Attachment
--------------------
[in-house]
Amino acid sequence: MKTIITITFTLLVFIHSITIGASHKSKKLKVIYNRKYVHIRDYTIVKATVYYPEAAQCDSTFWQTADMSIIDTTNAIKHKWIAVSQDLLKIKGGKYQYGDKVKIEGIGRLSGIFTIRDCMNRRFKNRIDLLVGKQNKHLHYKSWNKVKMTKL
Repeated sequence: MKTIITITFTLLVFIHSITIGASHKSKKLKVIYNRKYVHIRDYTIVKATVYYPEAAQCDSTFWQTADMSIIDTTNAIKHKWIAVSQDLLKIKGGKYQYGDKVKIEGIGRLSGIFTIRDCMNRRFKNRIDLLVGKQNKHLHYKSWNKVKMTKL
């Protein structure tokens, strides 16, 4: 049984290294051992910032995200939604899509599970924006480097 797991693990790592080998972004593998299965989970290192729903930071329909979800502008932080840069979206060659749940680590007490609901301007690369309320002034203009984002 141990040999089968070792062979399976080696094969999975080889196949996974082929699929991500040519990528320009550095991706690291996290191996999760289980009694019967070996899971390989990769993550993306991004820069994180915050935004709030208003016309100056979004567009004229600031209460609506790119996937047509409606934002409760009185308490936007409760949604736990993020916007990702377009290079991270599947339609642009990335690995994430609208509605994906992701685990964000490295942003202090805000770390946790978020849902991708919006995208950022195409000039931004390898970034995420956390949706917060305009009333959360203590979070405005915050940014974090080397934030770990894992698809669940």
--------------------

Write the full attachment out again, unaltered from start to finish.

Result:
[in-house]
Amino acid sequence: MKTIITITFTLLVFIHSITIGASHKSKKLKVIYNRKYVHIRDYTIVKATVYYPEAAQCDSTFWQTADMSIIDTTNAIKHKWIAVSQDLLKIKGGKYQYGDKVKIEGIGRLSGIFTIRDCMNRRFKNRIDLLVGKQNKHLHYKSWNKVKMTKL
Repeated sequence: MKTIITITFTLLVFIHSITIGASHKSKKLKVIYNRKYVHIRDYTIVKATVYYPEAAQCDSTFWQTADMSIIDTTNAIKHKWIAVSQDLLKIKGGKYQYGDKVKIEGIGRLSGIFTIRDCMNRRFKNRIDLLVGKQNKHLHYKSWNKVKMTKL
């Protein structure tokens, strides 16, 4: 049984290294051992910032995200939604899509599970924006480097 797991693990790592080998972004593998299965989970290192729903930071329909979800502008932080840069979206060659749940680590007490609901301007690369309320002034203009984002 141990040999089968070792062979399976080696094969999975080889196949996974082929699929991500040519990528320009550095991706690291996290191996999760289980009694019967070996899971390989990769993550993306991004820069994180915050935004709030208003016309100056979004567009004229600031209460609506790119996937047509409606934002409760009185308490936007409760949604736990993020916007990702377009290079991270599947339609642009990335690995994430609208509605994906992701685990964000490295942003202090805000770390946790978020849902991708919006995208950022195409000039931004390898970034995420956390949706917060305009009333959360203590979070405005915050940014974090080397934030770990894992698809669940």